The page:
The Director-General of SON, Mallam Farouk Salim, said this at the SON’s Capacity Building Workshop for Journalists in Lagos with the theme: “Improved Synergy to Promote Standardisation”.
Salim urged journalists to always report issues as they were as their reportage would either make or mar the country.
He added that everyone should be vigilant so as not to patronise substandard goods because the impressions that would be formed from such would not be profitable for the country.
He said that collective efforts would ensure substandard goods were not in the market.
He added that they had met with traders in markets like Alaba, and Ladipo and that the outcome of such meetings with some of the associations was beginning to yield fruits.
Salim noted that the SON had made some changes in the past year to ensure that things moved smoothly for the country.
“We’ve done enough enforcements, discussed how to stop all these things that are entering our country. We are working assiduously both within, outside and underground, to improve the activities of the organisation so that it can serve the country better.
“This is very important because we have the new African free trade, where goods will be crossing borders without too much hindrances.
“So what that means for our country is, if our manufacturers are not producing standard goods, they will not cross over to the other countries, because other countries will set standards too and they will expect goods coming to their countries to be up to standard,” he said.
He noted that most countries would gladly stop products that were substandard from entering their countries so as to save their nationals from buying fake products and endangering their people.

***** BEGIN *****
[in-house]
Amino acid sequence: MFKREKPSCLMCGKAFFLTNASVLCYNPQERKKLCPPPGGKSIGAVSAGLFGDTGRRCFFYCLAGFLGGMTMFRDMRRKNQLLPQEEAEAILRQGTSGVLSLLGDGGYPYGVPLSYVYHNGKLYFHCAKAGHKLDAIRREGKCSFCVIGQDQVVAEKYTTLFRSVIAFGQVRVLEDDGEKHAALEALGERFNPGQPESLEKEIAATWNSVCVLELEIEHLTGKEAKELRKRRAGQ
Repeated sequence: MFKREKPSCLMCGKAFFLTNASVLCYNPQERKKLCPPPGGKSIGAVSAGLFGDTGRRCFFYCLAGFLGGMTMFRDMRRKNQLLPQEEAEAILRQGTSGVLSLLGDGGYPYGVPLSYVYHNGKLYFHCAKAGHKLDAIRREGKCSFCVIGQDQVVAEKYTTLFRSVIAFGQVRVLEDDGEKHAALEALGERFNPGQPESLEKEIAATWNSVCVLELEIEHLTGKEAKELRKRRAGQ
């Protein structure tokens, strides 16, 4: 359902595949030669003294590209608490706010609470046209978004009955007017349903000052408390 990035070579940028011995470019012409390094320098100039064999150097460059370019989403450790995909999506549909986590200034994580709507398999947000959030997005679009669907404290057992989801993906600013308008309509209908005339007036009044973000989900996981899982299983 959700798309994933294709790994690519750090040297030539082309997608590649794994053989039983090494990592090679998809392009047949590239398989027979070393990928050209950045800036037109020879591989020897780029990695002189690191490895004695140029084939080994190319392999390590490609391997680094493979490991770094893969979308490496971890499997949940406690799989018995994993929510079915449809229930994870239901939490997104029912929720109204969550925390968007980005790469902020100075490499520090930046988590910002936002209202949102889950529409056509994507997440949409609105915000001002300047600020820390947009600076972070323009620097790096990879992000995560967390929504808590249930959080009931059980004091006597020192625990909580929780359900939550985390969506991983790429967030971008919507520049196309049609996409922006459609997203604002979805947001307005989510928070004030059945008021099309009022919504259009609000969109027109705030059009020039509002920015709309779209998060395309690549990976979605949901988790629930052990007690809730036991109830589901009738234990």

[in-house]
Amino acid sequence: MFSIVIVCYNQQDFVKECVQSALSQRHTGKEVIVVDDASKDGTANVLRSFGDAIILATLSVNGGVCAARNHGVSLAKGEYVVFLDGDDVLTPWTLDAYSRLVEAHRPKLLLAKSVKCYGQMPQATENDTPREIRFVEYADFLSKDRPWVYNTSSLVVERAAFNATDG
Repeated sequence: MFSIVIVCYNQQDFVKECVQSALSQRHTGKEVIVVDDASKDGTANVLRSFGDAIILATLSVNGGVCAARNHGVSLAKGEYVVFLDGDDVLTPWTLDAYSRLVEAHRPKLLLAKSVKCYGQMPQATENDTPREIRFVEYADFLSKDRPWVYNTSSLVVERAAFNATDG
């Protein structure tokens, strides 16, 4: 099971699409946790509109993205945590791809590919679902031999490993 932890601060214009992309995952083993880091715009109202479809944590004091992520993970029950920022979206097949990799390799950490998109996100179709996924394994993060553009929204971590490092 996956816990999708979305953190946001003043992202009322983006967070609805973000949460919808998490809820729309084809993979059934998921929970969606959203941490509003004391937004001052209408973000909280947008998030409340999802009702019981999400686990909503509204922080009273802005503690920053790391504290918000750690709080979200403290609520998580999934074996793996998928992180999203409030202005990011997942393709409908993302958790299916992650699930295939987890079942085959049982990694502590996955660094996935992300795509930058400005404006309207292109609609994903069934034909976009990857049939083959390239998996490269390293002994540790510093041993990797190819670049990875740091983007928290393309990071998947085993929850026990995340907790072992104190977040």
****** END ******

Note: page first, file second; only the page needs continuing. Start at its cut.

“So it is our responsibility as the SON to make sure our goods in this country are up to standard. We must make sure that substandard goods in the markets decrease.
“Governments should make sure that there are consequences and sanctions against any products or persons producing substandard products.
“We have to make sure that manufactured goods, building materials are up to standard because, in case of collapsed buildings, hundreds of people lose their lives.
“So, as an organisation, we know the weight of our responsibility and the job of the journalist is to keep us on our toes to do the needful,” he said.
The SON D-G also pointed out that it was very important for the tradition of investigative journalism not to die, adding that such would keep journalists on their toes and discourage the cut-and-paste approach.
“No country survives a quiet media, no country survives basic media that indulge is cut-and paste-media,” he said.
Also, Mrs Chinyere Egwuonwu, Director, SON Standards Development, noted that the organisation had a three-year plan which started in the year 2020 to aid standard implementation.
She added that the strategy was meant to ensure the needs of stakeholders were met.
According to her, 658 standardisation projects were targeted to be developed and in 2020, a total of 274 standards were planned out of which 264 were achieved, making a 96 per cent achievement.
“The Nigeria National Standardisation Strategy approved by the Standard Council of Nigeria was instituted due to constant improvement in science, technology and innovation.
“It is demand-driven, which comes from market needs and developed in line with international best practices. It needs the active participation of key stakeholders, and the uptake of the resultant standards for it to work,” she said.